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Creekview a house divided — on purpose


Members of the “Math” House at Creekview Elementary School meet with each other on a stage.

The idea of having students divided up into “houses” is not a completely new idea, with many schools patterning certain aspects of their activities through the Harry Potter model at Hogwarts School.
But at Creekview Elementary, the idea of houses is done to the tune of Science Technology Engineering and Science (STEM).
“This creates competition within the school,” explained Principal John Thomas. “There is a house for each of the STEM areas and each classroom has as equal numbers of students representing the four houses. We had an assembly the first week of school and students took chips randomly and were assigned to each house.”
Each house has a different color. This makes it easy to discern who belongs to what house on Fridays when the students wear tee shirts the school supplied and meet with their assigned group. This year science is green, technology is yellow, engineering is red and math is blue.
The competition between the houses is based on colored chips. These chips indicate the performance of their houses as a whole. Blue chips are for attendance (if a student is here for the day or even part of the day they earn a blue chip). Yellow chips are for being on time and avoiding tardies, which ties in with the districts attendance policy.  Thomas said this is a hard one because they can’t be late, even slightly, or they won’t earn a chip. Green chips are for behavior. When a staff members sees a student doing something good they can issue one of the green chips.
The houses all have containers each in their classrooms. That is where the chips are deposited.
“Then there are gold chips,” said Thomas. “When students do something exceptional, I can reward them with a gold chip. They are nominated by a staff member for gold chips and then I go put it in their houses container in their class room.”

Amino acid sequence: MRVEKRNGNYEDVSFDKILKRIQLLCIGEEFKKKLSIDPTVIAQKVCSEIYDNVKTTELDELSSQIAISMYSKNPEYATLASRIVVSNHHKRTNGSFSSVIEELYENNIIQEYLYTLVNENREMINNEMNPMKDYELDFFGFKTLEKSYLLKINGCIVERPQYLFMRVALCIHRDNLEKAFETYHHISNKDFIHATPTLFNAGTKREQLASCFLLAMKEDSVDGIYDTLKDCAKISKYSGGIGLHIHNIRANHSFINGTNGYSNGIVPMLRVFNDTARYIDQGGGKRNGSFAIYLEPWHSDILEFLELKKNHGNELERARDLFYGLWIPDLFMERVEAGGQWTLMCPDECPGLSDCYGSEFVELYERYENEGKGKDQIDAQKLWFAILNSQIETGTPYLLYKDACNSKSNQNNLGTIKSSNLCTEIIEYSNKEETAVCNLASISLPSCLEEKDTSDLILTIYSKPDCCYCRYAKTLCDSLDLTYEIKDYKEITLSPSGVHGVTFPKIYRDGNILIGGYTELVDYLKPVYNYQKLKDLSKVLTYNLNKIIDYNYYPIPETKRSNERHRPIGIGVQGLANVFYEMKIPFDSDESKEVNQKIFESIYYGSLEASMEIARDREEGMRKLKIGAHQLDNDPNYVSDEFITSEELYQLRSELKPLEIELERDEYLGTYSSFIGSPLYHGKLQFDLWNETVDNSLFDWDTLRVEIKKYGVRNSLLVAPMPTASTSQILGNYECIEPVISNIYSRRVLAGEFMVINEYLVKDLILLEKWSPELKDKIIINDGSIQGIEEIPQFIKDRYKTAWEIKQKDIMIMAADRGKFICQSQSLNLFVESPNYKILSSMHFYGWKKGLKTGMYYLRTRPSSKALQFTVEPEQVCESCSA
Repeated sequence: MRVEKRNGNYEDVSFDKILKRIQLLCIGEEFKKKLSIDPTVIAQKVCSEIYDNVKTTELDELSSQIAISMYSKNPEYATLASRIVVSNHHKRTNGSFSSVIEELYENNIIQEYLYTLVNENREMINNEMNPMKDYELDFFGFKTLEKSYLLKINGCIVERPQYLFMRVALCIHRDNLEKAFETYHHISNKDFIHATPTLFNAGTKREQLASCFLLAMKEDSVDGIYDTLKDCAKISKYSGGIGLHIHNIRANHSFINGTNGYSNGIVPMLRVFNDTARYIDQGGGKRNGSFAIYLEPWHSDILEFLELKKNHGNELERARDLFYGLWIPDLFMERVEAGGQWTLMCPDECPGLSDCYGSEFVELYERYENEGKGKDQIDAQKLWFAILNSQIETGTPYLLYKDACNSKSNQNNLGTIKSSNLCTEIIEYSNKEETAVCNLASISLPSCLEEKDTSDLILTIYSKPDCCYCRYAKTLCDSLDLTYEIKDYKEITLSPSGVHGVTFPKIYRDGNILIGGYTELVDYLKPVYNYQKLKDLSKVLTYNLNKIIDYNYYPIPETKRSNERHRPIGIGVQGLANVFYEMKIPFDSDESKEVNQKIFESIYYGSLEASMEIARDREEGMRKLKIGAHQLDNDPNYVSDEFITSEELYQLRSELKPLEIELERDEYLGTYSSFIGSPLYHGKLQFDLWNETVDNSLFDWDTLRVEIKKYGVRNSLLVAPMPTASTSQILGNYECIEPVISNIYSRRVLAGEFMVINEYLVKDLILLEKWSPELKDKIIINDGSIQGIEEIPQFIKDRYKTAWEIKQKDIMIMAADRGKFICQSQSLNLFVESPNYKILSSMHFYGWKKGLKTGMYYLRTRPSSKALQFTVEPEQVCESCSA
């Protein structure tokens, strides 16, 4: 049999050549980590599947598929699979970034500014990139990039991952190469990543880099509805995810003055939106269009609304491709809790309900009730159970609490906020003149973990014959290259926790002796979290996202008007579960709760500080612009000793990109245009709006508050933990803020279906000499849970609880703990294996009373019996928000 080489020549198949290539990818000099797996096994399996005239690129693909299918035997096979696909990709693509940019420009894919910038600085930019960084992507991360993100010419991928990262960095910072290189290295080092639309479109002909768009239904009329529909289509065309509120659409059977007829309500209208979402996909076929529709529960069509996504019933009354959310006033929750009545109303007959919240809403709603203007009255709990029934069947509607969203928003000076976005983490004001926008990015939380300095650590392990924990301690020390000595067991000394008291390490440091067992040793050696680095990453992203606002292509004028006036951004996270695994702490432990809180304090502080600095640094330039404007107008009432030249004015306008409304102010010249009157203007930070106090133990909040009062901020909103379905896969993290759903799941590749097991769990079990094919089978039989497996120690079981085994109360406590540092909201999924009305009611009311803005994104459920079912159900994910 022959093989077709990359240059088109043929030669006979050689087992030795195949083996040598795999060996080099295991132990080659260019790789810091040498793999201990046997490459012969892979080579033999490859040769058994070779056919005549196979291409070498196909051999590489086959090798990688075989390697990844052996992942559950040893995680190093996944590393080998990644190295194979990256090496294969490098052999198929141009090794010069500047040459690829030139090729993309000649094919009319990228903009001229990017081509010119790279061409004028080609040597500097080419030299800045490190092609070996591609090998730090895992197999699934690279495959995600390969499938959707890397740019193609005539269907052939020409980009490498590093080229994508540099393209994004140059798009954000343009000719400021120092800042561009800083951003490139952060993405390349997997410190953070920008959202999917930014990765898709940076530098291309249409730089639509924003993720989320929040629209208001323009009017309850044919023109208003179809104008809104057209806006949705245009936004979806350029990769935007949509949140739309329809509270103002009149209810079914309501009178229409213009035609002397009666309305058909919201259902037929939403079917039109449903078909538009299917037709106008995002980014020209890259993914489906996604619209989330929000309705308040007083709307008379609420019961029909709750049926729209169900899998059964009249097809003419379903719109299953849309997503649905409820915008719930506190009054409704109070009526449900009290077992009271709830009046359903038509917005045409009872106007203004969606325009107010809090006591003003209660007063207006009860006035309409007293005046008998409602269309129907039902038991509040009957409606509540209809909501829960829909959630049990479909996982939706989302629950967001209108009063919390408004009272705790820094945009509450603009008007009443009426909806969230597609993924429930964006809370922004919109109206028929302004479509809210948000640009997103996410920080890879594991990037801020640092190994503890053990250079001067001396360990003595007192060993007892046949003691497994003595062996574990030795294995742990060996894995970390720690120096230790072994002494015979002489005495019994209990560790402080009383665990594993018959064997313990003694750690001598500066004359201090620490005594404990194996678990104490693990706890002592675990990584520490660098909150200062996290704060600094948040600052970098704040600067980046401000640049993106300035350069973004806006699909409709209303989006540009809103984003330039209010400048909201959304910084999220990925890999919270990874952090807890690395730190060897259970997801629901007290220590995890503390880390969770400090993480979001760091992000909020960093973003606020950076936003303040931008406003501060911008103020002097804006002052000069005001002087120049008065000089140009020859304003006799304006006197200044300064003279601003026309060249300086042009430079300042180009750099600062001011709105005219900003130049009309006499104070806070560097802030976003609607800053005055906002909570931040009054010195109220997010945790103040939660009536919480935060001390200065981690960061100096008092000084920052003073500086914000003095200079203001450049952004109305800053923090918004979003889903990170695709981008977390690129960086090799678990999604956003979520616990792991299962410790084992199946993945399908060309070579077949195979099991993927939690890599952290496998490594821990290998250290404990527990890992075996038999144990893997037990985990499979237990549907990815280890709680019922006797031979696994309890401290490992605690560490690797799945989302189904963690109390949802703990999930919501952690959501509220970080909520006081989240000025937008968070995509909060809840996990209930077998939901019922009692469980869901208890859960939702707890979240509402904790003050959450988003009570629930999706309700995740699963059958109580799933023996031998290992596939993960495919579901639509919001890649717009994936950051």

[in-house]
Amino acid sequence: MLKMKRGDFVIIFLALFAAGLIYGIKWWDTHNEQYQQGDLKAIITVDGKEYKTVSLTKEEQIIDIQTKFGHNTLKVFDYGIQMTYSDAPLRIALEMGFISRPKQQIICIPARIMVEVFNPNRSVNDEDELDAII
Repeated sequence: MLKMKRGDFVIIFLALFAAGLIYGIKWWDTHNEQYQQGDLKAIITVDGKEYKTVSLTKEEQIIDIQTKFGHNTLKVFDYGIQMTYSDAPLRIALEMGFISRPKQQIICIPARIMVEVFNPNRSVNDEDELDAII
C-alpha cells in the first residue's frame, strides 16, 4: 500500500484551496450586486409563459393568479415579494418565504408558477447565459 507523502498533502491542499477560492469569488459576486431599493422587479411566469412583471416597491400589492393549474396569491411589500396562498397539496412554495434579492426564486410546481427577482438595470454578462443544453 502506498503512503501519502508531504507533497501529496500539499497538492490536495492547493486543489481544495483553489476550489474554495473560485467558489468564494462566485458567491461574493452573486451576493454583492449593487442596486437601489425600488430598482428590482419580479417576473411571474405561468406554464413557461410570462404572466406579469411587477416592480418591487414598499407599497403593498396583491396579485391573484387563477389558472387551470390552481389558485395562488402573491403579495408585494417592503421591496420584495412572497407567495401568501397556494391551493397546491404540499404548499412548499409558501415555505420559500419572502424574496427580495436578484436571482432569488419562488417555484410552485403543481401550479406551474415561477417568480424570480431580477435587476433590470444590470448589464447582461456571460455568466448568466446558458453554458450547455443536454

Gold chips are worth five points, rather than one like every one of the other colored chips.
On the other side of the coin, however, is the black chips (demerit chips), which Thomas also controls. He has a file and when teachers report something bad to him he issues that student a demerit chip which also goes in that classes house container. Black chips are a minus 10 points when the total is counted.
Each Friday they meet as their houses together and count the chips from each classroom. They add them up (and of course subtract points for black chips) and that is posted on a board in the library. With the new school year the program has just begun and at the time of this release the total score was close between all the houses.
“At this point there is no prize for being the best house,” said Thomas. “But the competitiveness shows throughout the school.”
The different  houses are also in charge of certain activities through the year. The engineering house is in charge of the engineering night, the science house will be in charge of the science fair, the math house is in charge of the math night and , the technology house is in charge of family literacy night.
“Speaking of literacy, we now have all the students in our school leveled so we know where they are with their reading,” said Thomas. “We have started flood reading groups with each grade level and they have a certain time of the day to read. During that time they are assigned an aide or a teacher to read with and then they read on their level. Then they discuss the book and write about it too.”
Those flood times are a half an hour long, but during the day there are also other times that students read. It is set up so if they are reading at their grade level they get a full 60 minutes per day and those below level get 90 minutes a day.
“We try to help students in the school to understand  concerning these reading levels,” said Thomas. “If someone is reading way below their grade level others shouldn’t laugh at them. What we do need to do is help them.”
With the start of the year excitement is high and students are having fun participating in all the activities. This year the school will again be repeating the fish project they did last year with the Division of Wildlife Resources. Next spring the fish in the aquarium in the library will  be taken to the community fishing pond and they will be transplanted.

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